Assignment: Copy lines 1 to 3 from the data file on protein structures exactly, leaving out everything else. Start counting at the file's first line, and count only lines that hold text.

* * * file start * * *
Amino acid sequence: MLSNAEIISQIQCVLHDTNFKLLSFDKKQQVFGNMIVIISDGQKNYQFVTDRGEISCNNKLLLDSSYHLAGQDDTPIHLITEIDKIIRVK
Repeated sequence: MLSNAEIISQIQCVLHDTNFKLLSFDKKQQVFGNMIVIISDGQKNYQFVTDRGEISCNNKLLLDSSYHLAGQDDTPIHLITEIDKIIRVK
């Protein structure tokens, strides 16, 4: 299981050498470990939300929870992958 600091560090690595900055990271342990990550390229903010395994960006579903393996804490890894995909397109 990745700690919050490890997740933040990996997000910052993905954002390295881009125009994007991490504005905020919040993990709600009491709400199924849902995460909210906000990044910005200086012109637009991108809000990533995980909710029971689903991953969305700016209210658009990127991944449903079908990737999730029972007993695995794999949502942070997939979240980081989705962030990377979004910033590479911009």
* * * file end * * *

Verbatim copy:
Amino acid sequence: MLSNAEIISQIQCVLHDTNFKLLSFDKKQQVFGNMIVIISDGQKNYQFVTDRGEISCNNKLLLDSSYHLAGQDDTPIHLITEIDKIIRVK
Repeated sequence: MLSNAEIISQIQCVLHDTNFKLLSFDKKQQVFGNMIVIISDGQKNYQFVTDRGEISCNNKLLLDSSYHLAGQDDTPIHLITEIDKIIRVK
């Protein structure tokens, strides 16, 4: 299981050498470990939300929870992958 600091560090690595900055990271342990990550390229903010395994960006579903393996804490890894995909397109 990745700690919050490890997740933040990996997000910052993905954002390295881009125009994007991490504005905020919040993990709600009491709400199924849902995460909210906000990044910005200086012109637009991108809000990533995980909710029971689903991953969305700016209210658009990127991944449903079908990737999730029972007993695995794999949502942070997939979240980081989705962030990377979004910033590479911009």